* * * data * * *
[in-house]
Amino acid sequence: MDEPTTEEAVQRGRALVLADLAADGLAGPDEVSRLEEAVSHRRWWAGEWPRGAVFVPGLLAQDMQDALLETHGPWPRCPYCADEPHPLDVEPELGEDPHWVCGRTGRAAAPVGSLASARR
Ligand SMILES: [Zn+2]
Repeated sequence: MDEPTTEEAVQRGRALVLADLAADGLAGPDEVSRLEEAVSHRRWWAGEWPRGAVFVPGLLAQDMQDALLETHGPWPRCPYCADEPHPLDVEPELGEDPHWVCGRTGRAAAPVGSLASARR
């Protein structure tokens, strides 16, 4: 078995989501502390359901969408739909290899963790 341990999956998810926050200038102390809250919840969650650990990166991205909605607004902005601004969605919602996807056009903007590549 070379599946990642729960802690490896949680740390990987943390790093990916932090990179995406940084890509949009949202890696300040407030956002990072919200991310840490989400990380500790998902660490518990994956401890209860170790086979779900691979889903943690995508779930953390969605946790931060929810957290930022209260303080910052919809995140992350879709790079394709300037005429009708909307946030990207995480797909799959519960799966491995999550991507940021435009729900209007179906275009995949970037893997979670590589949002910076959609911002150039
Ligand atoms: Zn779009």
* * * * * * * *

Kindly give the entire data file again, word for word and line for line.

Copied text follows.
[in-house]
Amino acid sequence: MDEPTTEEAVQRGRALVLADLAADGLAGPDEVSRLEEAVSHRRWWAGEWPRGAVFVPGLLAQDMQDALLETHGPWPRCPYCADEPHPLDVEPELGEDPHWVCGRTGRAAAPVGSLASARR
Ligand SMILES: [Zn+2]
Repeated sequence: MDEPTTEEAVQRGRALVLADLAADGLAGPDEVSRLEEAVSHRRWWAGEWPRGAVFVPGLLAQDMQDALLETHGPWPRCPYCADEPHPLDVEPELGEDPHWVCGRTGRAAAPVGSLASARR
């Protein structure tokens, strides 16, 4: 078995989501502390359901969408739909290899963790 341990999956998810926050200038102390809250919840969650650990990166991205909605607004902005601004969605919602996807056009903007590549 070379599946990642729960802690490896949680740390990987943390790093990916932090990179995406940084890509949009949202890696300040407030956002990072919200991310840490989400990380500790998902660490518990994956401890209860170790086979779900691979889903943690995508779930953390969605946790931060929810957290930022209260303080910052919809995140992350879709790079394709300037005429009708909307946030990207995480797909799959519960799966491995999550991507940021435009729900209007179906275009995949970037893997979670590589949002910076959609911002150039
Ligand atoms: Zn779009």